Report

Trump Administration Pulls Back from Aggressive U.N. Resolution on North Korea

In effort to avert Chinese and Russian veto, U.S. drops plans to impose oil embargo on North Korea and seek U.N. green light for U.S. military to use force to board smuggling vessels.

United States Ambassador to the United Nations Nikki Haley (R) speaks with Chinese Ambassador to the United Nations, Liu Jieyi before a UN Security Council emergency meeting over North Korea's latest nuclear test, on September 4, 2017, at UN Headquarters in New York.
Japan on Monday urged the UN Security Council to agree to draft a new sanctions resolution to punish North Korea after its sixth nuclear test as the top UN body met to discuss a response / AFP PHOTO / KENA BETANCUR        (Photo credit should read KENA BETANCUR/AFP/Getty Images)
United States Ambassador to the United Nations Nikki Haley (R) speaks with Chinese Ambassador to the United Nations, Liu Jieyi before a UN Security Council emergency meeting over North Korea's latest nuclear test, on September 4, 2017, at UN Headquarters in New York. Japan on Monday urged the UN Security Council to agree to draft a new sanctions resolution to punish North Korea after its sixth nuclear test as the top UN body met to discuss a response / AFP PHOTO / KENA BETANCUR (Photo credit should read KENA BETANCUR/AFP/Getty Images)

The Trump administration clawed back a plan to impose a total oil embargo and other harsh sanctions on North Korea in an effort to avoid a major diplomatic rift at the United Nations with China and Russia. But it succeeded in securing unanimous U.N. support for a resolution that aims to cut North Korean refined oil imports by nearly a third, and bars hundreds of millions of dollars in Pyongyang’s export of textiles.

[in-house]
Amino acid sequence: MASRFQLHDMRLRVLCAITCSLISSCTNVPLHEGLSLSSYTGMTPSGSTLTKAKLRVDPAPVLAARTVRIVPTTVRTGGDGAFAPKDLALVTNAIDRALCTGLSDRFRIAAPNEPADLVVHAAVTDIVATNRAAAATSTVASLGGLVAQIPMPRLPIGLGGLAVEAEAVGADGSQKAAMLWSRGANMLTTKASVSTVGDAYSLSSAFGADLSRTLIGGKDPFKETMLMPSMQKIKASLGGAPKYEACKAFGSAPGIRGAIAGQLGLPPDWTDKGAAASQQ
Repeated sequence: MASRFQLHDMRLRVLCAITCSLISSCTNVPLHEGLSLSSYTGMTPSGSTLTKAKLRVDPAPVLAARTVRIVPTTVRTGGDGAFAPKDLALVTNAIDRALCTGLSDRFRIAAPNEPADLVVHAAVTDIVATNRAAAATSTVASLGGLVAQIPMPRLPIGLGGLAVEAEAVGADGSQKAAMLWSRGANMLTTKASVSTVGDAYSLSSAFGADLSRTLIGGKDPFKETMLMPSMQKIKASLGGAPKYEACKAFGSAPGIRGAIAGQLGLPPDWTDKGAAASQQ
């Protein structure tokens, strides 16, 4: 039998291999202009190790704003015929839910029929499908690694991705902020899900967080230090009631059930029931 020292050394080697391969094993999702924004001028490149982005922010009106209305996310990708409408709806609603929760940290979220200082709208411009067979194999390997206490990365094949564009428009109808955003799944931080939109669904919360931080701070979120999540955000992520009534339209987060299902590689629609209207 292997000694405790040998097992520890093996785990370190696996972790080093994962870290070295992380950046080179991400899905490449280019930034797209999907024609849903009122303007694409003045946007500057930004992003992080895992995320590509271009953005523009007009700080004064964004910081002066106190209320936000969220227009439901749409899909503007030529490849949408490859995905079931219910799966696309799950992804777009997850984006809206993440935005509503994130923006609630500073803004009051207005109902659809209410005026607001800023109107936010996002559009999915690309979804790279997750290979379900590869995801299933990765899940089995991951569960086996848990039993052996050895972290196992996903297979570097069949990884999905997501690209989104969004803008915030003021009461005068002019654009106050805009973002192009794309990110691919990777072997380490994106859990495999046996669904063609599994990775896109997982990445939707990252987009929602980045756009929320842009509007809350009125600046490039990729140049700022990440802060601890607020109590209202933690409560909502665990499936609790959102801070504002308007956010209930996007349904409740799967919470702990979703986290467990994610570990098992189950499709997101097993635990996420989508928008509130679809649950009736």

Facing the prospect of a double veto, Nikki Haley, the U.S. ambassador to the United Nations, dropped a provision in a draft Security Council resolution that would have banned all North Korean oil imports and permitted American warships to use force to board vessels that have violated existing U.N. sanctions. The United States also scrapped a plan to impose an asset freeze on the North Korean leader and his government.

The move represents a sharp reversal from a push last week to squeeze North Korea’s economy in response to its Sept. 2 test of a powerful nuclear device that demonstrated Pyonyang’s rapidly improving capabilities. But it also set the stage for a potential agreement among the U.N. key powers on at least a more modest menu of sanctions.

The 15-nation Security Council voted unanimously to adopt the U.S.-drafted resolution.

The current resolution would place a 2 million barrel cap on the volume of refined oil petroleum products North Korea is permitted to import, and place a total ban on the import of natural gas liquids and the export of textiles. North Korea would be prevented from importing more crude oil over the next year than it did in the past year. The draft would limit North Korea’s ability to generate income by sending North Korean laborers abroad to work, with as much as a half billion dollars in proceeds flowing back into Pyongyang’s coffers each year.